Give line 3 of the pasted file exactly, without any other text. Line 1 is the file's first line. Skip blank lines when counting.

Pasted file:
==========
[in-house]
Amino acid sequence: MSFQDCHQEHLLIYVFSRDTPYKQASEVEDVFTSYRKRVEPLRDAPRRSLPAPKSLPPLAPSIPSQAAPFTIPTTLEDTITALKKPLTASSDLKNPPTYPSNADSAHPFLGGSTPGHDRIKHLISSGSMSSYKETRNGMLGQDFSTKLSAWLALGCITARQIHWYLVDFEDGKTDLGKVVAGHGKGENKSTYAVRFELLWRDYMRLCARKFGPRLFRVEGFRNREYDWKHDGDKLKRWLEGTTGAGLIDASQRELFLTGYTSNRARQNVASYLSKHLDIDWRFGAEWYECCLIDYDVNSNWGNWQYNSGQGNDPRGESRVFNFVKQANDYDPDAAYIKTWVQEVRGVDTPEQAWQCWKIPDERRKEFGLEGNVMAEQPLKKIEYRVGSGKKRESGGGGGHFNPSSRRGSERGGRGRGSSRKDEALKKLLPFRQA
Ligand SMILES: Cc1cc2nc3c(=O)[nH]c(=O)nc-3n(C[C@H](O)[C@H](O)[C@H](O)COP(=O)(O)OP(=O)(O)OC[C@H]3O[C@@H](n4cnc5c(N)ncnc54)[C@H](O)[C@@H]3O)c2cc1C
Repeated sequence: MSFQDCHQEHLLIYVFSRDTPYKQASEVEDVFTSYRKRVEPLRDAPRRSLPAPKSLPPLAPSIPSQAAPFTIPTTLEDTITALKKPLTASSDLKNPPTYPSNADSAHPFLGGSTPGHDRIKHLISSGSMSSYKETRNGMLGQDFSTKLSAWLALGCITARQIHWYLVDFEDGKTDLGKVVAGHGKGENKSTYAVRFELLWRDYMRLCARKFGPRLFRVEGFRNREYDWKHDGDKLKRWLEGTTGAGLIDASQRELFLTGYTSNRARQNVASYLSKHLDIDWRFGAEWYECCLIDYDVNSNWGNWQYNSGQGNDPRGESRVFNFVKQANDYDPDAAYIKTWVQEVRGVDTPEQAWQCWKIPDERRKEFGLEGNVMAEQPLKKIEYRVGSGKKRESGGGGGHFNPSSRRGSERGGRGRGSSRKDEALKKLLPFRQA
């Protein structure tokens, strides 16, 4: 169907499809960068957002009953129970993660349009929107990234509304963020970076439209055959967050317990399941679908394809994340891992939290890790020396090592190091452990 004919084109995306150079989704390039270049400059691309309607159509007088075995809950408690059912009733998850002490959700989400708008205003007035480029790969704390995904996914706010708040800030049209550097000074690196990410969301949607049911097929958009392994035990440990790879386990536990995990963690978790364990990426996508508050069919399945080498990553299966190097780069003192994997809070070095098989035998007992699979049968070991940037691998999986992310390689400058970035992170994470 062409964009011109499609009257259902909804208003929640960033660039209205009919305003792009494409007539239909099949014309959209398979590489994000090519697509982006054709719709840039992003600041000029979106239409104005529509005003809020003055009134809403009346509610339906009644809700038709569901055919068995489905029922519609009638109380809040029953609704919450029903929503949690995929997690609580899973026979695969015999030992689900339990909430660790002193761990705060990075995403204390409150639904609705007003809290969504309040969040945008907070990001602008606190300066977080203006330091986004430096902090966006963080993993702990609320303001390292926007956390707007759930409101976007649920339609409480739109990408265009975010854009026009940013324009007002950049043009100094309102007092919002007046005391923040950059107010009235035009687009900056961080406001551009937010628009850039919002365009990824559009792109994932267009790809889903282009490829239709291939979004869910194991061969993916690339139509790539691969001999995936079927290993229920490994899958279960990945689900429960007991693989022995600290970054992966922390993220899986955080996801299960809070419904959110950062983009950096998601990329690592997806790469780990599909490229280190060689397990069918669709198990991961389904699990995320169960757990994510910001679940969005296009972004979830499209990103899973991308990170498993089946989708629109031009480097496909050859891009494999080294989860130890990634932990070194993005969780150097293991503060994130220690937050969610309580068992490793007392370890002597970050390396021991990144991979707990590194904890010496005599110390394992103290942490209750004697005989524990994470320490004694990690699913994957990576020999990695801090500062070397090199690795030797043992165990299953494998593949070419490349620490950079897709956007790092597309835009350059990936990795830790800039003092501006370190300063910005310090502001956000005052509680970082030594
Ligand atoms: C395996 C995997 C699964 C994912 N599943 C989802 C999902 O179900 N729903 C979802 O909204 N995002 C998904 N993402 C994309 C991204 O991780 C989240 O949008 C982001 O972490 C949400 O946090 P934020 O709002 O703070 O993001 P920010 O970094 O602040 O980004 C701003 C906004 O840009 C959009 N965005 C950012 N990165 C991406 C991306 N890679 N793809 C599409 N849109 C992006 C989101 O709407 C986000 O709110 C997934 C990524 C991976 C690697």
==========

Ligand SMILES: Cc1cc2nc3c(=O)[nH]c(=O)nc-3n(C[C@H](O)[C@H](O)[C@H](O)COP(=O)(O)OP(=O)(O)OC[C@H]3O[C@@H](n4cnc5c(N)ncnc54)[C@H](O)[C@@H]3O)c2cc1C